Tuesday, 6 January 2015

Runstreak Day #402 - rest can be active

... because active is what helps you hold on to your sanity.  I haven't mentioned it much lately, but I am still being quite badly affected by PTSD.  I haven't been at work since the accident and am signed off for another 6 weeks.  When I've been writing about my running recently, I've tried to focus on the running rather than the feelings behind the running.  But I think with having had a chest infection this past week, people are judging me for making a bad choice to run at all.  They really don't get it though.  The idea that somehow I'm setting a bad example to others by running when I'm not 100% doesn't sit well with me.  Not least because, to be honest, I haven't been 100% for months.  I'm just getting better at hiding how bad it can be.

An example - last night, I slept for 1 hour.  That was it.  That's not unusual.  I am woken by nightmares every single night.  And by around about 2am that's it for sleeping.  I have nightmares about the accident.  I have nightmares about driving again.  I have nightmares about bikers dying on roads in front of me.  I struggle to walk outside on my own without listening to music so loudly I can't hear the traffic.  I struggle to be a passenger in a car without gripping on to the door and seat, bracing myself for an impact which feels inevitable.  I have flashbacks where I feel the impact again and again, the pain searing in my leg once more as it happens.  I can't even sit in the driver's side of a car and the thought of driving is enough to induce a panic attack.  It's only in the last few weeks that I've been able to let go of some of the guilt about the accident.  I can fake doing normal for a short while in front of other people.  But it's absolutely and utterly exhausting.  And yes, despite all of that, it is slowly, slowly getting better.  Yet, it's not better by any means.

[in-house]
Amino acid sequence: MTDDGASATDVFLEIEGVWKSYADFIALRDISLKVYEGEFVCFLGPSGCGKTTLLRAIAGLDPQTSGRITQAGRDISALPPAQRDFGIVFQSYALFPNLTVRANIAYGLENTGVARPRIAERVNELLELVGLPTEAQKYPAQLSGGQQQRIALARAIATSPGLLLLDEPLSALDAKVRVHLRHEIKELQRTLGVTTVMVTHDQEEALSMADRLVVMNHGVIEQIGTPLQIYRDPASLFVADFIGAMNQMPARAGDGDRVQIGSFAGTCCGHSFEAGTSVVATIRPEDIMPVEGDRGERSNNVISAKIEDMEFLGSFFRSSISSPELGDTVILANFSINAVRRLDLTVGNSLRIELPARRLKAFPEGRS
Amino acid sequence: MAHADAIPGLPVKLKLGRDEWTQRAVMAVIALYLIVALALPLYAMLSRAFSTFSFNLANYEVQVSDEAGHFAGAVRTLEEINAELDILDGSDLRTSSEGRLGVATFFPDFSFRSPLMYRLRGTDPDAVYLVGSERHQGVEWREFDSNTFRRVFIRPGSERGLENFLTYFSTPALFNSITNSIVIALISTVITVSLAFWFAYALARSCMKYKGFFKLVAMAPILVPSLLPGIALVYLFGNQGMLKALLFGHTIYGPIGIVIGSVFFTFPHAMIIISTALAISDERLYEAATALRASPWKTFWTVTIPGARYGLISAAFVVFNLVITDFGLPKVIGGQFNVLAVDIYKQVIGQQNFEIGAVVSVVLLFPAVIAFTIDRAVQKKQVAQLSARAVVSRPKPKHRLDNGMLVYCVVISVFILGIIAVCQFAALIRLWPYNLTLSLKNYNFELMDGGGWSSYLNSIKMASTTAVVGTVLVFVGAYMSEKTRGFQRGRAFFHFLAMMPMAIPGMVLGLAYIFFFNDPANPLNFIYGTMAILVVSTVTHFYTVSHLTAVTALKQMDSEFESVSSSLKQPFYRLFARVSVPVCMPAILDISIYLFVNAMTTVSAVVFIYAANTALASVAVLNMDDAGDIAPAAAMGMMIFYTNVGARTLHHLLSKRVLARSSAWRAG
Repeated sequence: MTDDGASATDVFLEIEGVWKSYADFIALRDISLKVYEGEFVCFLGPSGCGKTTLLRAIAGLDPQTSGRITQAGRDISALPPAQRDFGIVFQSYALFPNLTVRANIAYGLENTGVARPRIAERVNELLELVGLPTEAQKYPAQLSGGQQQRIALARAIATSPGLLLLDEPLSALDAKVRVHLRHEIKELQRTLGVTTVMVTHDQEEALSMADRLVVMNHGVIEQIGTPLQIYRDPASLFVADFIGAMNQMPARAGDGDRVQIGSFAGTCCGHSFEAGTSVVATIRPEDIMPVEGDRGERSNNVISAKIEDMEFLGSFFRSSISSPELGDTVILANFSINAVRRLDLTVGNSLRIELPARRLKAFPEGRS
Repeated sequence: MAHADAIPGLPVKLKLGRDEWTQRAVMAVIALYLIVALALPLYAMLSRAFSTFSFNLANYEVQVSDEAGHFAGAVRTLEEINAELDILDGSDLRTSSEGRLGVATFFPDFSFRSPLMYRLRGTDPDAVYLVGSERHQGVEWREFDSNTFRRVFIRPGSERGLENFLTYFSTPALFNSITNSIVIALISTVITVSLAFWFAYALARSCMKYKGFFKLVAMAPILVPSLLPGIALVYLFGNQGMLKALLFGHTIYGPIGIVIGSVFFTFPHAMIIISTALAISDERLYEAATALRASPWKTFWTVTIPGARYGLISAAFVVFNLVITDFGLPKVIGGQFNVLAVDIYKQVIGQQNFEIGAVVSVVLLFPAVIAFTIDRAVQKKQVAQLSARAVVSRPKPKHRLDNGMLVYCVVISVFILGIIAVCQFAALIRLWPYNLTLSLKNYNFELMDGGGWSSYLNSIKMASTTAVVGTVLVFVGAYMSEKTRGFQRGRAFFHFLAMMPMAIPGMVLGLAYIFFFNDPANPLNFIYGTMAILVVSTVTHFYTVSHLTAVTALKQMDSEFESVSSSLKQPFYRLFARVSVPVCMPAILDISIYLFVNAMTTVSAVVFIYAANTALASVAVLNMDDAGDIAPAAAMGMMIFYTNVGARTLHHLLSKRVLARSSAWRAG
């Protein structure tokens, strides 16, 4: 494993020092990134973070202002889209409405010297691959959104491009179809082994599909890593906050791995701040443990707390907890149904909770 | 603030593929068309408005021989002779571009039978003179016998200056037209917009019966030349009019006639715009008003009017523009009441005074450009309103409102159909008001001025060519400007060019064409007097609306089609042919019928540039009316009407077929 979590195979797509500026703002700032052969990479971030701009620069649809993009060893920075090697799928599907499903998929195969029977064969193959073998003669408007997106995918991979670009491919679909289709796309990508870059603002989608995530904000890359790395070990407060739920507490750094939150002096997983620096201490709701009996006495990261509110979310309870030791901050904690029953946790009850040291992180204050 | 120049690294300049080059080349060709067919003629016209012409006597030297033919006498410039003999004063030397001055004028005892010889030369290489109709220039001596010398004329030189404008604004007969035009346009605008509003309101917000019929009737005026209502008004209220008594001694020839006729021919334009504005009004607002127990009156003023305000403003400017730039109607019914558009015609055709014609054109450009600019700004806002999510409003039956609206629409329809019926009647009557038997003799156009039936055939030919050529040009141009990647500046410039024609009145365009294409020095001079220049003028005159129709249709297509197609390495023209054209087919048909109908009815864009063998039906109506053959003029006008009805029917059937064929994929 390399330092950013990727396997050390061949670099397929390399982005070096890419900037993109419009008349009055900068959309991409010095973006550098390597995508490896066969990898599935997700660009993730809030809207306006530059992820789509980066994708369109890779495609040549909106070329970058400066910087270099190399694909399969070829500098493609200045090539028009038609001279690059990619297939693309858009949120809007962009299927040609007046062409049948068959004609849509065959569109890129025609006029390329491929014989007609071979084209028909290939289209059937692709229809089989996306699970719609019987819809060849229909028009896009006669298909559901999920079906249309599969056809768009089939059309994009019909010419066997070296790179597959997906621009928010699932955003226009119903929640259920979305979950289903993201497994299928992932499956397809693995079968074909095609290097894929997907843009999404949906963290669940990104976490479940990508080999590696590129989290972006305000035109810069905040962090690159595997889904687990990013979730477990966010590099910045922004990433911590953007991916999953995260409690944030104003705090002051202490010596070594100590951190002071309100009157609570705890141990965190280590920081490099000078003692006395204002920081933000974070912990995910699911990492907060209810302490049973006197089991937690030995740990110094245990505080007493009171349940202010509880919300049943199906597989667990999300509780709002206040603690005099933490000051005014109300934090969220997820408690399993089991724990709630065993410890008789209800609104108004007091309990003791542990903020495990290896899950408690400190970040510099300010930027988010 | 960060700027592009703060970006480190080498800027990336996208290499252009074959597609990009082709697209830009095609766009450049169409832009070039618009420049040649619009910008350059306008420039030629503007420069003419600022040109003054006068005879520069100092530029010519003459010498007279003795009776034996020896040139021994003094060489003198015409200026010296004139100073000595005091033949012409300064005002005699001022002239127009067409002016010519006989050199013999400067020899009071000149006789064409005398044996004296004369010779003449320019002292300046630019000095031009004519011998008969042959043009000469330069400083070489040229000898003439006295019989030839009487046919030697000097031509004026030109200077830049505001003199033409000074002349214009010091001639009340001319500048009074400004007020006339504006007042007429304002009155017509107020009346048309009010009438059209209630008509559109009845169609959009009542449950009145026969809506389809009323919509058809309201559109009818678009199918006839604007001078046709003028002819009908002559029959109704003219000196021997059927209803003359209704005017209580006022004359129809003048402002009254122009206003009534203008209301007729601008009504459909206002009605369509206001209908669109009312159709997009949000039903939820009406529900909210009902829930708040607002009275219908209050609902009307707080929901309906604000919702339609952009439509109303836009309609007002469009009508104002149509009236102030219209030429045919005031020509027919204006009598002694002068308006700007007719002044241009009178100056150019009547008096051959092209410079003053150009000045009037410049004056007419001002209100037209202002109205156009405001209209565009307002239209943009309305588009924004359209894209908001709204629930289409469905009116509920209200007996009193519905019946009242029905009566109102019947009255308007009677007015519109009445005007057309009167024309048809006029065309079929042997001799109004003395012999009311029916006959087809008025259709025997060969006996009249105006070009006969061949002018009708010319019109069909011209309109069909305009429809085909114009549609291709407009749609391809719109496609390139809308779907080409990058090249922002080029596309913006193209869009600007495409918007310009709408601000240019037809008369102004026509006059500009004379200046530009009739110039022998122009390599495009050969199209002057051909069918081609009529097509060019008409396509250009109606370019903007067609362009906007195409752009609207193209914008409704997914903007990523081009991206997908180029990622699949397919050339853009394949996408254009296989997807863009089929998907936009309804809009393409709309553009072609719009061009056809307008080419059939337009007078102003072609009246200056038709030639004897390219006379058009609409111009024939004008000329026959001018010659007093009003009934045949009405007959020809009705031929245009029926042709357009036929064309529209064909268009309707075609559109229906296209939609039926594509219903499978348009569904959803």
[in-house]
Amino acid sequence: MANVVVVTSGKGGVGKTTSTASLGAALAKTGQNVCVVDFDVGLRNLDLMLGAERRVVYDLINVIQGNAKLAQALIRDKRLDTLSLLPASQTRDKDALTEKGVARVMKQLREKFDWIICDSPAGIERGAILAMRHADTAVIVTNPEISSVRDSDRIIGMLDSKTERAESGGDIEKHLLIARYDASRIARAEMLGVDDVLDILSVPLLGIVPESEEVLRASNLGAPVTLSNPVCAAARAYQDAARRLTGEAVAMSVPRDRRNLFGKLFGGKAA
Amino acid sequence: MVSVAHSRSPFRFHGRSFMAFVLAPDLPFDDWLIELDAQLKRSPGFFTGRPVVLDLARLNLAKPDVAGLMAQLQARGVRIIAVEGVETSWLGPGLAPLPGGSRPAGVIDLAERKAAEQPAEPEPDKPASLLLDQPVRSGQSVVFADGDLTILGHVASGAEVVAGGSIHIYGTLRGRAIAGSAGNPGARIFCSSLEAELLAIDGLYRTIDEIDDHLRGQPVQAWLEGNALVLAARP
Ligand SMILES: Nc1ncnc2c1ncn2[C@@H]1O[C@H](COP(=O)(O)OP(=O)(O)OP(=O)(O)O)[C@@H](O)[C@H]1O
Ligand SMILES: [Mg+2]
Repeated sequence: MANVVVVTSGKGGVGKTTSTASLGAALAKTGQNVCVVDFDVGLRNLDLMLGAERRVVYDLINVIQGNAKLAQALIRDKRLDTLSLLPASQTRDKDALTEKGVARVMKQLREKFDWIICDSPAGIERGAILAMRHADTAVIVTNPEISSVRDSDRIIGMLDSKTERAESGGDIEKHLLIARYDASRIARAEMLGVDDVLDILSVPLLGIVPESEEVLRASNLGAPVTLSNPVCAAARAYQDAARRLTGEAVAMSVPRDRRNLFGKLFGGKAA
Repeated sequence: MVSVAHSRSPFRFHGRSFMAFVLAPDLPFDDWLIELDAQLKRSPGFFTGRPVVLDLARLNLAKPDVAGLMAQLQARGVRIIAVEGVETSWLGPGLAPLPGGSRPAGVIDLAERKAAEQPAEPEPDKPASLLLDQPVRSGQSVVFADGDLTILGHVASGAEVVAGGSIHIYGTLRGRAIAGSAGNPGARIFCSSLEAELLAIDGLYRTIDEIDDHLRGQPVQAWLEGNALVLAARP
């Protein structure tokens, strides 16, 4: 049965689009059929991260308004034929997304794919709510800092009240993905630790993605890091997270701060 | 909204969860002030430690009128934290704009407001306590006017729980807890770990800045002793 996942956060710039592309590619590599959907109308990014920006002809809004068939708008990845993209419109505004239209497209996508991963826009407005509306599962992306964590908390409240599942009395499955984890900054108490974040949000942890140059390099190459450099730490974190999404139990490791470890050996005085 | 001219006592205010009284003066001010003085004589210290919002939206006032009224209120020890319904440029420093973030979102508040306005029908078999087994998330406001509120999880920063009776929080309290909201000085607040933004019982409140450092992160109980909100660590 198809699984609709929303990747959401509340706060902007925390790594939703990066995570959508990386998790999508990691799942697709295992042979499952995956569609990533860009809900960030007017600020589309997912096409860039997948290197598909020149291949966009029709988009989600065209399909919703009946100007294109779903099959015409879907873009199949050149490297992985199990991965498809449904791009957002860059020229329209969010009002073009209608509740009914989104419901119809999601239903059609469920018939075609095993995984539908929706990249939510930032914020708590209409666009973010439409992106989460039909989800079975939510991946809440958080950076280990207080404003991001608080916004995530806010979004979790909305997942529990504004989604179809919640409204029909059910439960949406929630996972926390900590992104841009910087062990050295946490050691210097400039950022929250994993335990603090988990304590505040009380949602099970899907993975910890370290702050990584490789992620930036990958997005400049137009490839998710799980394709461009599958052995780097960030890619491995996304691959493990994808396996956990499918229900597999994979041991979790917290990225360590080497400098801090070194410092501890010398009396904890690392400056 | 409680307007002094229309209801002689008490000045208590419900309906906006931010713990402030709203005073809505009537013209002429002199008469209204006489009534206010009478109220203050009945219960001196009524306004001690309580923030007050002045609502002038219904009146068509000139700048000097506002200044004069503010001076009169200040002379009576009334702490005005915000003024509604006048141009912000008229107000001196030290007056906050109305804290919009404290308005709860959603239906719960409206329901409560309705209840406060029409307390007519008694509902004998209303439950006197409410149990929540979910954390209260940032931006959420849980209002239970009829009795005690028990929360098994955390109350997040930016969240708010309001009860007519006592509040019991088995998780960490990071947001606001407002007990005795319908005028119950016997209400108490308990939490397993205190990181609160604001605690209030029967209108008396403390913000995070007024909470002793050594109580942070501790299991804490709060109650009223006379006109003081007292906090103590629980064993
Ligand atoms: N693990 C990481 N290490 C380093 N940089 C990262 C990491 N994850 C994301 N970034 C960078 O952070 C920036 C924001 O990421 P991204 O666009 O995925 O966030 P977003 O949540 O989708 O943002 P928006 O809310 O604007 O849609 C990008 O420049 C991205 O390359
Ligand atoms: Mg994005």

So, when people think I'm making a bad choice for running when I have a chest infection - well, maybe I am.  Maybe I would be making a bad choice if I were them.  But I'm not them.  I'm me, finding a way to be free for a short while.  To run.  To be outside without a crushing fear overwhelming me.  And yes, I might well cough and feel rough.  You know what?  I might well be setting a bad example - if my life weren't the way it is at the moment - but it is how it is, and along with counselling and medication, I run to feel better.  I run to remember how life *can* feel.

And tonight I ran again.  When anyone else might be tucked up in bed, coughing.  I ran.  I didn't run far, I didn't run fast.  But I was outside, on my own, and I felt safe.  For a short, precious while, I felt safe again.

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